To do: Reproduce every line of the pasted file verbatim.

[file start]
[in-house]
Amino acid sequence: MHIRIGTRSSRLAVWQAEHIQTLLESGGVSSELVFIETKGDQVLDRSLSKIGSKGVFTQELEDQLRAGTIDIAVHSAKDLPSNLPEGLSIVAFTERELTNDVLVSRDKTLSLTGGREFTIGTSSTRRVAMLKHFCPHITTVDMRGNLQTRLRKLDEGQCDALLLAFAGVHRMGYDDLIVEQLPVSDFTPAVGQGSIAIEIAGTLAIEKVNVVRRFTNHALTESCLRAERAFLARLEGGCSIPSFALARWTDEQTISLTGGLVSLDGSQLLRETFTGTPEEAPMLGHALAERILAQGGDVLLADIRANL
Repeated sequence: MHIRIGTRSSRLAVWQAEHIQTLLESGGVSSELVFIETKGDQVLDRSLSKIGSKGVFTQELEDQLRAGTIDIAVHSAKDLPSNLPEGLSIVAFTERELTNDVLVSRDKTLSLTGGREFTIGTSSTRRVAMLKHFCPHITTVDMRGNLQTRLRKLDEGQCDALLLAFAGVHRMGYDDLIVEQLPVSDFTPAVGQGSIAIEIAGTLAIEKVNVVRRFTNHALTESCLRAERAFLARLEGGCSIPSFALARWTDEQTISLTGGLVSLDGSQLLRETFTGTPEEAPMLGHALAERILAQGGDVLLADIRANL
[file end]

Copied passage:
[in-house]
Amino acid sequence: MHIRIGTRSSRLAVWQAEHIQTLLESGGVSSELVFIETKGDQVLDRSLSKIGSKGVFTQELEDQLRAGTIDIAVHSAKDLPSNLPEGLSIVAFTERELTNDVLVSRDKTLSLTGGREFTIGTSSTRRVAMLKHFCPHITTVDMRGNLQTRLRKLDEGQCDALLLAFAGVHRMGYDDLIVEQLPVSDFTPAVGQGSIAIEIAGTLAIEKVNVVRRFTNHALTESCLRAERAFLARLEGGCSIPSFALARWTDEQTISLTGGLVSLDGSQLLRETFTGTPEEAPMLGHALAERILAQGGDVLLADIRANL
Repeated sequence: MHIRIGTRSSRLAVWQAEHIQTLLESGGVSSELVFIETKGDQVLDRSLSKIGSKGVFTQELEDQLRAGTIDIAVHSAKDLPSNLPEGLSIVAFTERELTNDVLVSRDKTLSLTGGREFTIGTSSTRRVAMLKHFCPHITTVDMRGNLQTRLRKLDEGQCDALLLAFAGVHRMGYDDLIVEQLPVSDFTPAVGQGSIAIEIAGTLAIEKVNVVRRFTNHALTESCLRAERAFLARLEGGCSIPSFALARWTDEQTISLTGGLVSLDGSQLLRETFTGTPEEAPMLGHALAERILAQGGDVLLADIRANL